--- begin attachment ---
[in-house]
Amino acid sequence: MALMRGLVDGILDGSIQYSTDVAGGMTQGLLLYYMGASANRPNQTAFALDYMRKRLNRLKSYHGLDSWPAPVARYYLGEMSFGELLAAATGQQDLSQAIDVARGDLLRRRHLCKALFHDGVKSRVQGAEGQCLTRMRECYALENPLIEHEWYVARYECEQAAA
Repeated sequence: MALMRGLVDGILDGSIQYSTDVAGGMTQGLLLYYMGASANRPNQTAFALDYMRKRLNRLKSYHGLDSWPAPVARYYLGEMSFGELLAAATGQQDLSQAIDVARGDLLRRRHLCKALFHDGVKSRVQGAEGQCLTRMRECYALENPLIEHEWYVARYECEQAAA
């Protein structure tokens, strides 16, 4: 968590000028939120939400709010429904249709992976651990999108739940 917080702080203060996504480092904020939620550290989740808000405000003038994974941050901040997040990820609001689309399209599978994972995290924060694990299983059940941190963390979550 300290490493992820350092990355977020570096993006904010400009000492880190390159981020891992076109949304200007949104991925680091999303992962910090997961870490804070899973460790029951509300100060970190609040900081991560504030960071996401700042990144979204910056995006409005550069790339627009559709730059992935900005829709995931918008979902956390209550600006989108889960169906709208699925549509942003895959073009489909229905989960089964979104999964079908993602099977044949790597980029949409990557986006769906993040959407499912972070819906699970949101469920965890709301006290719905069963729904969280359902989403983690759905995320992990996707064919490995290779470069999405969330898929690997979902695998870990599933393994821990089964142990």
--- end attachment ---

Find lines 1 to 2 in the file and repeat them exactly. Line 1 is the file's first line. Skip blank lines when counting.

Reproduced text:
[in-house]
Amino acid sequence: MALMRGLVDGILDGSIQYSTDVAGGMTQGLLLYYMGASANRPNQTAFALDYMRKRLNRLKSYHGLDSWPAPVARYYLGEMSFGELLAAATGQQDLSQAIDVARGDLLRRRHLCKALFHDGVKSRVQGAEGQCLTRMRECYALENPLIEHEWYVARYECEQAAA